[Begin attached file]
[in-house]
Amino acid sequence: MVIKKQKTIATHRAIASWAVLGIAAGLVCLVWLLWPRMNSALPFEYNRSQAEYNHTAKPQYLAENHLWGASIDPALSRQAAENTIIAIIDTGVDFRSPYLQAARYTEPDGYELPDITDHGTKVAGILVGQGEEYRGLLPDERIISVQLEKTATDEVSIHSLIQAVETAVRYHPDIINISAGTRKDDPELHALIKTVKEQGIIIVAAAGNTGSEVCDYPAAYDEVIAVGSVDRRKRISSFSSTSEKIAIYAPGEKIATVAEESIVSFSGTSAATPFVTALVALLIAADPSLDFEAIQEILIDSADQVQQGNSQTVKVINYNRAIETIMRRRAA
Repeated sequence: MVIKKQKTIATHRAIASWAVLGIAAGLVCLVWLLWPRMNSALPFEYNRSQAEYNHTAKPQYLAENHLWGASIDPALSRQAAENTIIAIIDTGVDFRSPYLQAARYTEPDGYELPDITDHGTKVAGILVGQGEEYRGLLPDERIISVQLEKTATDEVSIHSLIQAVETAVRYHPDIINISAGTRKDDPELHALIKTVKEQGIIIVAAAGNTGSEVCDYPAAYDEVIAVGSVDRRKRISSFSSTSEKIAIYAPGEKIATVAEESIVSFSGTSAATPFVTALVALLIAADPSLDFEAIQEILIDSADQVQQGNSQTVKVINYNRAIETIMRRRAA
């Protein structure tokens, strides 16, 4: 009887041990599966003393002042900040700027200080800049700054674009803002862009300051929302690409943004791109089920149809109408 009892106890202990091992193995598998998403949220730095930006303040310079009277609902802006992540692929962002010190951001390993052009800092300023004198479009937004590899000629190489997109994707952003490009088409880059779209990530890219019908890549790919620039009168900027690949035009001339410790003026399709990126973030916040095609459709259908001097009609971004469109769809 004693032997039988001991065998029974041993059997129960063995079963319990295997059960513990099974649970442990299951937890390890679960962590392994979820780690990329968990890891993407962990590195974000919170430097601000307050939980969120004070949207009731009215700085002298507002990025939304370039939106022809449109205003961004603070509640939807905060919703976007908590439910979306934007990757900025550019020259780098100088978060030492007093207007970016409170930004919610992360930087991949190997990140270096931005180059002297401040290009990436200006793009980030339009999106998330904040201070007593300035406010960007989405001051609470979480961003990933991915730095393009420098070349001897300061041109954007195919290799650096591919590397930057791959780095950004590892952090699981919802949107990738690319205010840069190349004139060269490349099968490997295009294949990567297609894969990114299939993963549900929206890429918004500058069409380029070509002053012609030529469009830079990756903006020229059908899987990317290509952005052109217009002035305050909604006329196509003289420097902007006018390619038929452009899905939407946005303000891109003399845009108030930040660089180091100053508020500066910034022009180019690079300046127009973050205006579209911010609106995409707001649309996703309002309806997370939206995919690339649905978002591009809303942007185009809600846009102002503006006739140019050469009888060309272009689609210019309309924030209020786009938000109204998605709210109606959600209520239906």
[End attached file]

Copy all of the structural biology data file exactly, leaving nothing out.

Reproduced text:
[in-house]
Amino acid sequence: MVIKKQKTIATHRAIASWAVLGIAAGLVCLVWLLWPRMNSALPFEYNRSQAEYNHTAKPQYLAENHLWGASIDPALSRQAAENTIIAIIDTGVDFRSPYLQAARYTEPDGYELPDITDHGTKVAGILVGQGEEYRGLLPDERIISVQLEKTATDEVSIHSLIQAVETAVRYHPDIINISAGTRKDDPELHALIKTVKEQGIIIVAAAGNTGSEVCDYPAAYDEVIAVGSVDRRKRISSFSSTSEKIAIYAPGEKIATVAEESIVSFSGTSAATPFVTALVALLIAADPSLDFEAIQEILIDSADQVQQGNSQTVKVINYNRAIETIMRRRAA
Repeated sequence: MVIKKQKTIATHRAIASWAVLGIAAGLVCLVWLLWPRMNSALPFEYNRSQAEYNHTAKPQYLAENHLWGASIDPALSRQAAENTIIAIIDTGVDFRSPYLQAARYTEPDGYELPDITDHGTKVAGILVGQGEEYRGLLPDERIISVQLEKTATDEVSIHSLIQAVETAVRYHPDIINISAGTRKDDPELHALIKTVKEQGIIIVAAAGNTGSEVCDYPAAYDEVIAVGSVDRRKRISSFSSTSEKIAIYAPGEKIATVAEESIVSFSGTSAATPFVTALVALLIAADPSLDFEAIQEILIDSADQVQQGNSQTVKVINYNRAIETIMRRRAA
């Protein structure tokens, strides 16, 4: 009887041990599966003393002042900040700027200080800049700054674009803002862009300051929302690409943004791109089920149809109408 009892106890202990091992193995598998998403949220730095930006303040310079009277609902802006992540692929962002010190951001390993052009800092300023004198479009937004590899000629190489997109994707952003490009088409880059779209990530890219019908890549790919620039009168900027690949035009001339410790003026399709990126973030916040095609459709259908001097009609971004469109769809 004693032997039988001991065998029974041993059997129960063995079963319990295997059960513990099974649970442990299951937890390890679960962590392994979820780690990329968990890891993407962990590195974000919170430097601000307050939980969120004070949207009731009215700085002298507002990025939304370039939106022809449109205003961004603070509640939807905060919703976007908590439910979306934007990757900025550019020259780098100088978060030492007093207007970016409170930004919610992360930087991949190997990140270096931005180059002297401040290009990436200006793009980030339009999106998330904040201070007593300035406010960007989405001051609470979480961003990933991915730095393009420098070349001897300061041109954007195919290799650096591919590397930057791959780095950004590892952090699981919802949107990738690319205010840069190349004139060269490349099968490997295009294949990567297609894969990114299939993963549900929206890429918004500058069409380029070509002053012609030529469009830079990756903006020229059908899987990317290509952005052109217009002035305050909604006329196509003289420097902007006018390619038929452009899905939407946005303000891109003399845009108030930040660089180091100053508020500066910034022009180019690079300046127009973050205006579209911010609106995409707001649309996703309002309806997370939206995919690339649905978002591009809303942007185009809600846009102002503006006739140019050469009888060309272009689609210019309309924030209020786009938000109204998605709210109606959600209520239906």